Posts Tagged ‘elysian’

Bifrost Six Ways

Last night the Elysian on Capitol Hill was the sight of the Winter Beer Festival. This morning, my tiny studio apartment is the sight of a massive hangover. Metblogs does the heavy lifting so you don’t have to.

It was easy to pass up the sampler of guest taps to experience six different versions of Bifrost from two different vintages. (Yes, I am talking about vintages and beer.) This was the lineup:

1) Bifrost 2008
2) Jack Frost (aged in second-use Jack Daniels barrels)
3) Oak Frost (conditioned with French Oak staves for one month)
4) Brett Frost (re-inoclulated with Brettanomyces and aged in a Cabernet barrel)
5) Bifrost 2007
6) Cask Bye-Bye Frost 2007

The Jack Frost and Oak Frost were both very good; like the judicious use of oak on a good wine, these beers had added complexity. The 2007s seemed a little faded; more of a curiosity that a good example of an age-worthy beer. (This is why you get the sampler rather than committing to just one. And this is not a metaphor for life, I am just talking about beer.)

The clear winner that was so good I had to run to the ATM and come back for a schooner (only because the Elysian would not pour a pint for liability reasons) was the Brett Frost. I am familiar with Brettanomyces (a non-spore forming genus of yeast, duh) from the world of wine and my understanding is that the Brett found in wine is at best funky and at worst disgusting. The addition of Brett to the Bifrost, however, transformed the beer into something akin to a strong Belgian farmhouse ale; it was a delicious and deadly sipper.

Now enjoy the finest in cell phone camera technology; this crap photo looks like it was taken by my poor liver, which was worked harder than a rented mule:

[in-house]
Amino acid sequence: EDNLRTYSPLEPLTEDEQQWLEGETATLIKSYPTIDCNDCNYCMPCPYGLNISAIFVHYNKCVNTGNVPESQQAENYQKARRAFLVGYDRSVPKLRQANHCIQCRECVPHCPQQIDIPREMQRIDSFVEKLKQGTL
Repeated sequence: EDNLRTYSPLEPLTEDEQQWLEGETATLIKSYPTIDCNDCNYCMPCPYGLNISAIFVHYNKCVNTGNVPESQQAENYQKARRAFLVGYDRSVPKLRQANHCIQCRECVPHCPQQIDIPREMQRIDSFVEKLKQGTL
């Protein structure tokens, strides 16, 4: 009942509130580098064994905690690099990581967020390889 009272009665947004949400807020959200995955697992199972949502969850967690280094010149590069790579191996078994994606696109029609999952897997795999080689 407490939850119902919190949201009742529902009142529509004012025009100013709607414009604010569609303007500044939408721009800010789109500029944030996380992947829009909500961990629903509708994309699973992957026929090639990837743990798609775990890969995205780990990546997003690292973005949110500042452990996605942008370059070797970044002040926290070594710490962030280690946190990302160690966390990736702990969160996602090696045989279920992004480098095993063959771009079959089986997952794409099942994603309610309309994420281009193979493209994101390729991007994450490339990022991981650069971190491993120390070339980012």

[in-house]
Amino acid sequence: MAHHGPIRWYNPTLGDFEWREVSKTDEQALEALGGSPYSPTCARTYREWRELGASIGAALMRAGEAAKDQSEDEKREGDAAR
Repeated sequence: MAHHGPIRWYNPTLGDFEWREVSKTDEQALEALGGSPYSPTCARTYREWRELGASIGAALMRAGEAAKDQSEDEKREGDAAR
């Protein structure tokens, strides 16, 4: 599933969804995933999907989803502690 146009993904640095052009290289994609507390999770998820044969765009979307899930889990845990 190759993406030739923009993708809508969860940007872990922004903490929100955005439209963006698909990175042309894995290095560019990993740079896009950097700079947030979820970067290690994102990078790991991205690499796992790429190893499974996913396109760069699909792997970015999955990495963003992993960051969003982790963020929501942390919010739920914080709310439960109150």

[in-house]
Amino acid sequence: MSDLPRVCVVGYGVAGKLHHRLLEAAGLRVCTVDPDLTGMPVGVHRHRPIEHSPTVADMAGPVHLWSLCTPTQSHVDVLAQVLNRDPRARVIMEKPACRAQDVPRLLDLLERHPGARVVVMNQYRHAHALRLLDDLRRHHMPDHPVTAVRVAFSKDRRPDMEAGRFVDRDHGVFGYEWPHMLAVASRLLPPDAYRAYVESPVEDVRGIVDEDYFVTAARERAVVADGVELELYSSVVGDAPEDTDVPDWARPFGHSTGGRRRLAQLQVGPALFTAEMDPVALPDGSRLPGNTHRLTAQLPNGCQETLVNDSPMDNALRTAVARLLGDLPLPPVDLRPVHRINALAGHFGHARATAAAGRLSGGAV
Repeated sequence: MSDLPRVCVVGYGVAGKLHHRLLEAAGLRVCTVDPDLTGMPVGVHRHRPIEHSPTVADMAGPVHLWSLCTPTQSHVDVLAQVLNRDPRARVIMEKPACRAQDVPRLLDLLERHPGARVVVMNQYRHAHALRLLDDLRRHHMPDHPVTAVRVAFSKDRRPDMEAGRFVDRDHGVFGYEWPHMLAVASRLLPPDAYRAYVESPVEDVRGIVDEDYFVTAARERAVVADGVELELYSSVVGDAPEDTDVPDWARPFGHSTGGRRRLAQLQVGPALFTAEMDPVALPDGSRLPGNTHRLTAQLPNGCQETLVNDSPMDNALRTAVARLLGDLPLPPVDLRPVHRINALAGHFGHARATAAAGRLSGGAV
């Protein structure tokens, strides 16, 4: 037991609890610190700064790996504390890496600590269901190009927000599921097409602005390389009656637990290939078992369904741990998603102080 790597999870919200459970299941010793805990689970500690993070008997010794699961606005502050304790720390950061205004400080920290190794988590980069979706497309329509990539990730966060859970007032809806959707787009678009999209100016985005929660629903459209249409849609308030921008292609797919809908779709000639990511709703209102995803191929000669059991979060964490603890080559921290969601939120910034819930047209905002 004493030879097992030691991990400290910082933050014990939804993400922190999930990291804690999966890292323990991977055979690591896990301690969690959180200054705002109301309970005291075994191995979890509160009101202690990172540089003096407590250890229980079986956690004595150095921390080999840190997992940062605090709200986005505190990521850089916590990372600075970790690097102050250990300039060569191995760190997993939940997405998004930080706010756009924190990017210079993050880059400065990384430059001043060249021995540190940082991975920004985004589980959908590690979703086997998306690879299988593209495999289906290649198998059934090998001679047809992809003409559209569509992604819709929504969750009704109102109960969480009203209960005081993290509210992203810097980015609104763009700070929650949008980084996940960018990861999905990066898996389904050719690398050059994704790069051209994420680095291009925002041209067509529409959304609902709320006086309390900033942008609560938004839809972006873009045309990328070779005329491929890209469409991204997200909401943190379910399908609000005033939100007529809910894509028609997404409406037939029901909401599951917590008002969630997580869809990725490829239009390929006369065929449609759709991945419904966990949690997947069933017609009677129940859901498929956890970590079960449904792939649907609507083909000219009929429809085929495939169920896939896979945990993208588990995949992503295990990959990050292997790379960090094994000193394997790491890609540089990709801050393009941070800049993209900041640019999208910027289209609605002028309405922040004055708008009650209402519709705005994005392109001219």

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(Or was it the tequila and mescal-soaked karaoke at Jalisco’s in Queen Anne afterwords where the real damage took place?)

A Most Efficient Alcohol and Beta-Carotene Delivery System

The problem with most pumpkin beers is that they are so sweet, cloying, and heavily spiced that they taste like someone dumped a can of pumpkin pie filling into your beer. (And a sub-par, filler beer to start with.) Thankfully this is not the case at the Elysian, who deliver a very subtle pumpkin and spice beer, the Night Owl. Courtesy of the Elysian’s website, here is the recipe for this fall classic:

Brewed with 150 lbs. of pumpkin in each batch. Made with Pale, Munich and Crystal malts green and roasted pumpkin seeds, pumpkin in the mash, boil and fermenter. Bittered with Horizon hops. Spiced in conditioning with nutmeg, clove, cinnamon, ginger and allspice.

And with the recent partnership between New Belgium Brewing and Elysian, I can now segue into a sneak preview of New Belgium’s, uh, newest beer: Giddy Up!

As the label states, this is an ale brewed with lemon peel and infused with espresso. (Is the lemon/espresso combo a cafĂ© romano?) Beer and coffee together?!? What’s not to love? I could not discern the lemon flavor, but the addition of the espresso to the beer was divine. Again, like the Elysian pumpkin ale, the flavor of the infused ingredient was present, but did not distract from the fact that this is a damn good ale on its own.

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